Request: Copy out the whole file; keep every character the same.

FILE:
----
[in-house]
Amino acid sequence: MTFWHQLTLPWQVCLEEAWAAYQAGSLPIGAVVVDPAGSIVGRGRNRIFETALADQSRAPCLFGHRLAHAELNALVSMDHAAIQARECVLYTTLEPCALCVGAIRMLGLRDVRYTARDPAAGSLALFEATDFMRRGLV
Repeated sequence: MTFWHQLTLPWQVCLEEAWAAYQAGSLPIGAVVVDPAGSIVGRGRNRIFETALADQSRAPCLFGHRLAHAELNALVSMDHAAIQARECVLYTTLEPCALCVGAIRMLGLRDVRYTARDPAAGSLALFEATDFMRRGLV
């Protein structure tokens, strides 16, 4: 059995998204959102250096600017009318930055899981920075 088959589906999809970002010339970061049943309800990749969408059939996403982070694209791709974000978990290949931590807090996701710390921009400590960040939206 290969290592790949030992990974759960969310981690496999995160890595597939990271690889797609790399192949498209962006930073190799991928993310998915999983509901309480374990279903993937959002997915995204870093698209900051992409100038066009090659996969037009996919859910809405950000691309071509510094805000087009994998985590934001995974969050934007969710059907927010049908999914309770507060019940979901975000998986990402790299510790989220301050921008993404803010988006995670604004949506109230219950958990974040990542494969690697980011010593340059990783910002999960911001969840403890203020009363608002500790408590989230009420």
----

[in-house]
Amino acid sequence: MTFWHQLTLPWQVCLEEAWAAYQAGSLPIGAVVVDPAGSIVGRGRNRIFETALADQSRAPCLFGHRLAHAELNALVSMDHAAIQARECVLYTTLEPCALCVGAIRMLGLRDVRYTARDPAAGSLALFEATDFMRRGLV
Repeated sequence: MTFWHQLTLPWQVCLEEAWAAYQAGSLPIGAVVVDPAGSIVGRGRNRIFETALADQSRAPCLFGHRLAHAELNALVSMDHAAIQARECVLYTTLEPCALCVGAIRMLGLRDVRYTARDPAAGSLALFEATDFMRRGLV
């Protein structure tokens, strides 16, 4: 059995998204959102250096600017009318930055899981920075 088959589906999809970002010339970061049943309800990749969408059939996403982070694209791709974000978990290949931590807090996701710390921009400590960040939206 290969290592790949030992990974759960969310981690496999995160890595597939990271690889797609790399192949498209962006930073190799991928993310998915999983509901309480374990279903993937959002997915995204870093698209900051992409100038066009090659996969037009996919859910809405950000691309071509510094805000087009994998985590934001995974969050934007969710059907927010049908999914309770507060019940979901975000998986990402790299510790989220301050921008993404803010988006995670604004949506109230219950958990974040990542494969690697980011010593340059990783910002999960911001969840403890203020009363608002500790408590989230009420």